On Captain Marvel

We've talked before about how awesome the new Captain Marvel costume is, and there have been a lot of people having a lot of fun with it. To wit:

...and then there's Ed Mcguinness's sweet cover for Captain Marvel #1

These are all great and, like McKelvie's design, marvelously fun and cartoony, which is part of what makes the look work. For the book itself, though, we're stuck with these dark, sludgy, pointy, deadly serious Dexter Soy paintings. It's like Marvel is trying to get the book canned. 

How Do I Get To Heaven?

I was in born in 1990, so let's just say I came to the Band rather belatedly. Being late to the party, though, has certain advantages, and in this case I can pinpoint the exact moment when they started to matter: Parents Weekend, my freshmen year of college. We went to this talk in the campus center, my parents and I, led by this rock n' roll historian who played clips of bands that he had synced up to songs that those bands weren't singing-- in hindsight, it was hysterical. He was a pretty chill dude, though, and as he tried to explain the 70s he heaped in decent portions from Creedence, Led Zeppelin and, most miraculously of all, this group of guys who had once been Dylan's backing band, and then had holed up in a big pink house the other side of the Hudson River (not so very far from where I was sitting, really) and made a record that almost no one heard. Then they made another record, called The Band, which everybody heard.

Anyway, I went back to my room that night and, uh, acquired two records I listened to for the rest of the semester. I was hooked; the instrumentation was distinctive, almost playful, the harmonies were pleasant, the themes straight out of America's muddy backroads, and keeping it all together was a heavy limbed rhythm at the front the mix, like a proud staple rather than a hidden stitch. The music was big, big enough that it filled a lot of space that Fall, and, as I listened, I read up. I wouldn't come across the definitive text, their chapter in Greil Marcus' Mystery Train until much later, but I did enough research to know who everyone was, to have a sense for the band, to be sort of saddened by the deaths, long in the past, of two men (Rick Danko and, particularly, organist Richard Manuel), and to know that they had had as their first last act the most well-received concert movie in history, Martin Scorcese's The Last Waltz and that if The Band hadn't planned to break up before the release of that movie, they almost certainly would have after. I didn't really care from who wrote the songs, though, or about how much more screen time than anyone else Robbie Robertson had had in their last hurrah-- all that matter was that I liked the music, and that the man keeping the whole thing together, drummer Levon Helm, lived not that far from where I did.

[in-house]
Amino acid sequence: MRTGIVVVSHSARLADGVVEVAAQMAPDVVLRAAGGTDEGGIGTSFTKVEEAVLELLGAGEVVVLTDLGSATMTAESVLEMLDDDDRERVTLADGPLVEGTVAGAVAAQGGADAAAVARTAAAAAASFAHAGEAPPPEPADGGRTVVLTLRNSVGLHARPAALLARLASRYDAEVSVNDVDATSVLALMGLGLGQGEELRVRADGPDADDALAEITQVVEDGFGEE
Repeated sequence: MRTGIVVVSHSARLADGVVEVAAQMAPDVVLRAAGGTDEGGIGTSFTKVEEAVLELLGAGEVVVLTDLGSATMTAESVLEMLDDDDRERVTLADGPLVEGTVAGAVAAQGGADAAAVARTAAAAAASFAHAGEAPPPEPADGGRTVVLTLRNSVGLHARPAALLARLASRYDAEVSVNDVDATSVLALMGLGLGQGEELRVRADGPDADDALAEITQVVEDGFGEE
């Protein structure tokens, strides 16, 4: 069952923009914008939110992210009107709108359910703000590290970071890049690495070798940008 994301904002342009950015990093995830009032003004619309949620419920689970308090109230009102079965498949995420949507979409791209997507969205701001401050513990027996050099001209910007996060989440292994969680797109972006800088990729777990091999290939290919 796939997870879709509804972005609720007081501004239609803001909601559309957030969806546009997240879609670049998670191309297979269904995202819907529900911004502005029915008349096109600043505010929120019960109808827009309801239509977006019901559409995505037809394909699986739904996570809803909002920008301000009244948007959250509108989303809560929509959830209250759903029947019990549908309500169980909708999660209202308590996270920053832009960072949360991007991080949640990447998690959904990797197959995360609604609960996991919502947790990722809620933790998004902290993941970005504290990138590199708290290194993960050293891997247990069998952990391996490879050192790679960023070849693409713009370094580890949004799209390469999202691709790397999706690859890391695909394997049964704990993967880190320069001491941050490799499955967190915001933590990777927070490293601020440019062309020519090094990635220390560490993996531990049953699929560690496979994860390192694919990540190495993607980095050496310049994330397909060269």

Levon, who died last Thursday at the age of 71, was something of a local hero. Although he wasn't from the Hudson Valley, he had adopted it as his home, hosting concerts, called Midnight Rambles and featuring basically any musician you can think of, at his combination house/studio on his farm in Woodstock, and just sort of generally being present. Up here, we celebrated those recent Grammy wins like sports fans celebrate championship victories, and when people say Levon, there's no question who's under discussion. So, when the Helm family announced that Levon was in the final stages of a war against the cells in his throat, one that he'd been waging since the late nineties, the area held its breath. Bard's director of security, a man sort of semi-famous for his incorrigible emails, even sent out a short, solemn note:
Levon Helm has been and remains a local musical treasure, living and performing in Woodstock.
I share this distressing news for those who may not be aware we are close to losing an important  cultural asset.
 And then, two days later, another:
Levon Helm has passed - Rest in Peace
Now, I'd never met Levon Helm, only listened to his music, and being a college student, I'm not even a transplant to the area. For me to lay claim to any of this grief seems somewhat disingenuous. Still, between his roles in Music for the Big Pink and The Band and his influence on later music that I love (if you want to know were Americana got started, you should look no further), I was bummed. It was a beautiful day, though, and I decided to take a ride down the Taconic to my comics store in Salt Point. Radio Woodstock, which is the only thing I listen to in my car when I'm up here, was playing nothing but songs by Levon and The Band-- "Ophelia," "The Shape That I'm In," the version of "The Weight" from The Last Waltz, the one with The Staples Singers along for the ride, and talking about Levon nonstop. It felt like the best possible tribute, and I'm glad I caught a couple hours of it. For my part, I've decided to take a page from their book, and so my radio show, The Hydrogen Jukebox, is paying tribute to Levon   on Tuesday night (4/24), from 8-10 pm Eastern time. Listen in here, if you're so inclined, and particularly if all of this is lost on you; you won't be disappointed.